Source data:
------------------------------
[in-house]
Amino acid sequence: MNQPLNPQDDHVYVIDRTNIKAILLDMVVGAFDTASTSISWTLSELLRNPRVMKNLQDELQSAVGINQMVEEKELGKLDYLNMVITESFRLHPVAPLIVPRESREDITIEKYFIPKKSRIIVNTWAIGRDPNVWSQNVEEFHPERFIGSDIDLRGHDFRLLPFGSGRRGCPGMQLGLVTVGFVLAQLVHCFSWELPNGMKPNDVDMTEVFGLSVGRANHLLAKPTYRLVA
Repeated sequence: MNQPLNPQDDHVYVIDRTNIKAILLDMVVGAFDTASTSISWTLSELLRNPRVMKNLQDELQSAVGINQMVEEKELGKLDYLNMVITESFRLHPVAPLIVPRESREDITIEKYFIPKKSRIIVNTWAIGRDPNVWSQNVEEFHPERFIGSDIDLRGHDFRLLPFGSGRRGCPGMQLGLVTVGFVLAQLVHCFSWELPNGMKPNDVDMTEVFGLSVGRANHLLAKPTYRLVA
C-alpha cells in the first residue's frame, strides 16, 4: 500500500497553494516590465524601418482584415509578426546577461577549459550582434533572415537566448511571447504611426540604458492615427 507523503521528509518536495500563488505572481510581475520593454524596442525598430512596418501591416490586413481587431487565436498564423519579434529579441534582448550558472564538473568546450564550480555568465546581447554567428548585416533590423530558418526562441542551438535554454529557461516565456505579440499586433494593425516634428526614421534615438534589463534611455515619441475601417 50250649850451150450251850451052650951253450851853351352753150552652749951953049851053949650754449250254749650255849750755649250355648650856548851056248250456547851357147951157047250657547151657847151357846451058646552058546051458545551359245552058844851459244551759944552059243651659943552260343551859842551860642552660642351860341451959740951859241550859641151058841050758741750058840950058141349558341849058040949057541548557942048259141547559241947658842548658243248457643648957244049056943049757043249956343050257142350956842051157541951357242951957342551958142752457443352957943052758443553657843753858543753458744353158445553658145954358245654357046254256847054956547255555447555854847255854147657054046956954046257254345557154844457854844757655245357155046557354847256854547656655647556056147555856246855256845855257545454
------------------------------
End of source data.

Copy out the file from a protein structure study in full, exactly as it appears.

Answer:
[in-house]
Amino acid sequence: MNQPLNPQDDHVYVIDRTNIKAILLDMVVGAFDTASTSISWTLSELLRNPRVMKNLQDELQSAVGINQMVEEKELGKLDYLNMVITESFRLHPVAPLIVPRESREDITIEKYFIPKKSRIIVNTWAIGRDPNVWSQNVEEFHPERFIGSDIDLRGHDFRLLPFGSGRRGCPGMQLGLVTVGFVLAQLVHCFSWELPNGMKPNDVDMTEVFGLSVGRANHLLAKPTYRLVA
Repeated sequence: MNQPLNPQDDHVYVIDRTNIKAILLDMVVGAFDTASTSISWTLSELLRNPRVMKNLQDELQSAVGINQMVEEKELGKLDYLNMVITESFRLHPVAPLIVPRESREDITIEKYFIPKKSRIIVNTWAIGRDPNVWSQNVEEFHPERFIGSDIDLRGHDFRLLPFGSGRRGCPGMQLGLVTVGFVLAQLVHCFSWELPNGMKPNDVDMTEVFGLSVGRANHLLAKPTYRLVA
C-alpha cells in the first residue's frame, strides 16, 4: 500500500497553494516590465524601418482584415509578426546577461577549459550582434533572415537566448511571447504611426540604458492615427 507523503521528509518536495500563488505572481510581475520593454524596442525598430512596418501591416490586413481587431487565436498564423519579434529579441534582448550558472564538473568546450564550480555568465546581447554567428548585416533590423530558418526562441542551438535554454529557461516565456505579440499586433494593425516634428526614421534615438534589463534611455515619441475601417 50250649850451150450251850451052650951253450851853351352753150552652749951953049851053949650754449250254749650255849750755649250355648650856548851056248250456547851357147951157047250657547151657847151357846451058646552058546051458545551359245552058844851459244551759944552059243651659943552260343551859842551860642552660642351860341451959740951859241550859641151058841050758741750058840950058141349558341849058040949057541548557942048259141547559241947658842548658243248457643648957244049056943049757043249956343050257142350956842051157541951357242951957342551958142752457443352957943052758443553657843753858543753458744353158445553658145954358245654357046254256847054956547255555447555854847255854147657054046956954046257254345557154844457854844757655245357155046557354847256854547656655647556056147555856246855256845855257545454